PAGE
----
slide1 l.
Download
Skip this Video
Loading SlideShow in 5 Seconds..
How is DOHaD affecting policy? Dr. Chessa Lutter Principal Advisor Santiago de Chile, November 19-22, 2009 PowerPoint Presentation
Download Presentation
How is DOHaD affecting policy? Dr. Chessa Lutter Principal Advisor Santiago de Chile, November 19-22, 2009

Loading in 2 Seconds...

play fullscreen
1 / 28

How is DOHaD affecting policy? Dr. Chessa Lutter Principal Advisor Santiago de Chile, November 19-22, 2009 - PowerPoint PPT Presentation


  • 435 Views
  • Uploaded on

. . How is DOHaD affecting policy? Dr. Chessa Lutter Principal Advisor Santiago de Chile, November 19-22, 2009 What does it take for DOHaD to influence policy? Is there a clear measure of population attributable risk (PAR) for health and the development of human capital ?

loader
I am the owner, or an agent authorized to act on behalf of the owner, of the copyrighted work described.
capcha
Download Presentation

PowerPoint Slideshow about 'How is DOHaD affecting policy? Dr. Chessa Lutter Principal Advisor Santiago de Chile, November 19-22, 2009' - niveditha


An Image/Link below is provided (as is) to download presentation

Download Policy: Content on the Website is provided to you AS IS for your information and personal use and may not be sold / licensed / shared on other websites without getting consent from its author.While downloading, if for some reason you are not able to download a presentation, the publisher may have deleted the file from their server.


- - - - - - - - - - - - - - - - - - - - - - - - - - E N D - - - - - - - - - - - - - - - - - - - - - - - - - -
Presentation Transcript
slide1
.
  • .

How is DOHaD affecting policy?

Dr. Chessa Lutter

Principal Advisor

Santiago de Chile, November 19-22, 2009

what does it take for dohad to influence policy
What does it take for DOHaD to influence policy?
  • Is there a clear measure of population attributable risk (PAR) for health and the development of human capital?
  • Have interventions been identified that are efficacious and effective when delivered through existing health and social service platforms?
  • Do the interventions address social inequities in health and human capital?
  • Has there been an effective advocacy strategy to influence relevant technical and political agendas?
  • Was the strategy successful?
slide3

Epigenetics? Concordant developmental changes in DNA methylation across chromosome 2 in two P21 vs P0 mouse hypothalamus MSAM cohybridizations

Cohybridization 1

Cohybridization 2

Wenjuan Zhang courtesy of Robert Waterman

it s a fat fat world
It’s a FAT FAT WORLD

FAT Kids

Urban dog: too fat to walk?

Urban black bear behind fast-food restaurant: the new couch potato?

FAT Daddys

slide5
What proportion of adult disease is explained by DOHaD versus the environment in which we live and eat and move (or don’t move enough)?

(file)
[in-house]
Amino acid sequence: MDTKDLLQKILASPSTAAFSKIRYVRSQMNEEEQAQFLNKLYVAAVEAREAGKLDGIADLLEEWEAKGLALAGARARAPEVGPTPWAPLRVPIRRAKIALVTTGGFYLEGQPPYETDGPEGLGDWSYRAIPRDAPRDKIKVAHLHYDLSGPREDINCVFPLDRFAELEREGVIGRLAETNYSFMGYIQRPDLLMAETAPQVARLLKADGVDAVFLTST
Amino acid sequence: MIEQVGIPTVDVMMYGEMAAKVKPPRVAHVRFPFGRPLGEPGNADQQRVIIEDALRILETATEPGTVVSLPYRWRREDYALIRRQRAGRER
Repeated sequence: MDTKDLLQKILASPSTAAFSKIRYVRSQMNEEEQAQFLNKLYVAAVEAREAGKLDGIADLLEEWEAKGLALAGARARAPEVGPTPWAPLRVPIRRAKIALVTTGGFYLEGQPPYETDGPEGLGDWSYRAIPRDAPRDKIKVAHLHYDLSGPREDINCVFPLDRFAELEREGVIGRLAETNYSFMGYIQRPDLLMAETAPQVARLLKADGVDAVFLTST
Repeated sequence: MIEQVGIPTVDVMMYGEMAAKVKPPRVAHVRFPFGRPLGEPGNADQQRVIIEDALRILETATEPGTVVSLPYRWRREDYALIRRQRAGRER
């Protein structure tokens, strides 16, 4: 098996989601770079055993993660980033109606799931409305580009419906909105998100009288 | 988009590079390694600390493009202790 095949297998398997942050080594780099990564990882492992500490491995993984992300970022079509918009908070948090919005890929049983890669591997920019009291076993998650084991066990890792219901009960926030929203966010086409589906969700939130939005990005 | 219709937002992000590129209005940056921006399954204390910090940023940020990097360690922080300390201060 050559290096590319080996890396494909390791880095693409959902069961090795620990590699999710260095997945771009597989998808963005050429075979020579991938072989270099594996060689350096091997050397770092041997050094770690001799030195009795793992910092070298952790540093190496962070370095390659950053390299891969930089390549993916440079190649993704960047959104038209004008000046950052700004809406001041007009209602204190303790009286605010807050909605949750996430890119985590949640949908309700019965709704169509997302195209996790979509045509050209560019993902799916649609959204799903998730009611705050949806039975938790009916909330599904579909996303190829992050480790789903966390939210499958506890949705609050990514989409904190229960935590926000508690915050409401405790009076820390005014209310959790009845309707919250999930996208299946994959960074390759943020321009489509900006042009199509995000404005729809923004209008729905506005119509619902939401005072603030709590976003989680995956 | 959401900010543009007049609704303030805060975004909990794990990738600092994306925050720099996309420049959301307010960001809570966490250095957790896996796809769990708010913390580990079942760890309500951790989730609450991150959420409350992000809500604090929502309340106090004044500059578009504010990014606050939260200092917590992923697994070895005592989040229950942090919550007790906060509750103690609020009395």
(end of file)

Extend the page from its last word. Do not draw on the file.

Developmental origins of adult disease

Obesigenic environment

Interaction ?

Wenjuan Zhang courtesy of Robert Waterman

slide6

Severe acute malnutrition

Stunting

8.1 cm

Marasmas

Kwashiorkor

Age: 2 y 9 m

Weight: 10.7 kg.

Height: 78.3 cm

2 y 6 m

11.6 kg

86.4 cm

Photo credit: Lancet

Photo credit: UNICEF, Perú

slide7

Critical period to prevent linear growth retardation

0.5

0.5

0

0

-0.5

-0.5

-1

-1

-1.5

-1.5

-2

-2

-1 + 2 years

-1 y + 2

Z

-2.5

0

3

5

7

9

11

13

15

17

19

21

23

25

27

29

31

33

35

37

39

41

43

45

47

49

51

53

55

57

59

Age (months)

Africa

Latin America and Caribbean

Asia

Source: Shrimpton, R. et al, 2001. http://www.pediatrics.org/cgi/content/full/107/5/e75

prevalence of stunting to low weight for age 2 ds in children 5 years
Prevalence of stunting to low weight for age (<-2 DS) in children < 5 years

%

3.0

6.2

4.5

Source: OPS. Desnutrición en Infantes y Niños Pequeños en América Latina y El Caribe:

Alcanzando los Objetivos del Desarrollo del Milenio. Washington: 2008

slide9

Distribution of Z scores of Guatemalan children

< 5 years (2002)

Weight/age

Weight/length

Length/age

Obese

Stunted

tendencies in the prevalence of stunting by country and year of survey
Tendencies in the prevalence of stunting, by country and year of survey

2008

1989

1994

1998

2003

1986

1995

2000

2005

1986

1991

1996

2002

1987

1995

1999

2002

1995

2000

2005

1986

1996

2000

2007

Source: OPS. Malnutrición en infantes y niños pequeños en América Latina y El

Caribe: Alcanzando los Objetivos de Desarrollo del Milenio. Washington DC. 2008

slide11

Prevalence of stunting by year of survey

and maternal education

=59.3%

=62.3%

Source: OPS. Malnutrición en infantes y niños pequeños en América Latina y El

Caribe: Alcanzando los Objetivos de Desarrollo del Milenio. Washington DC. 2008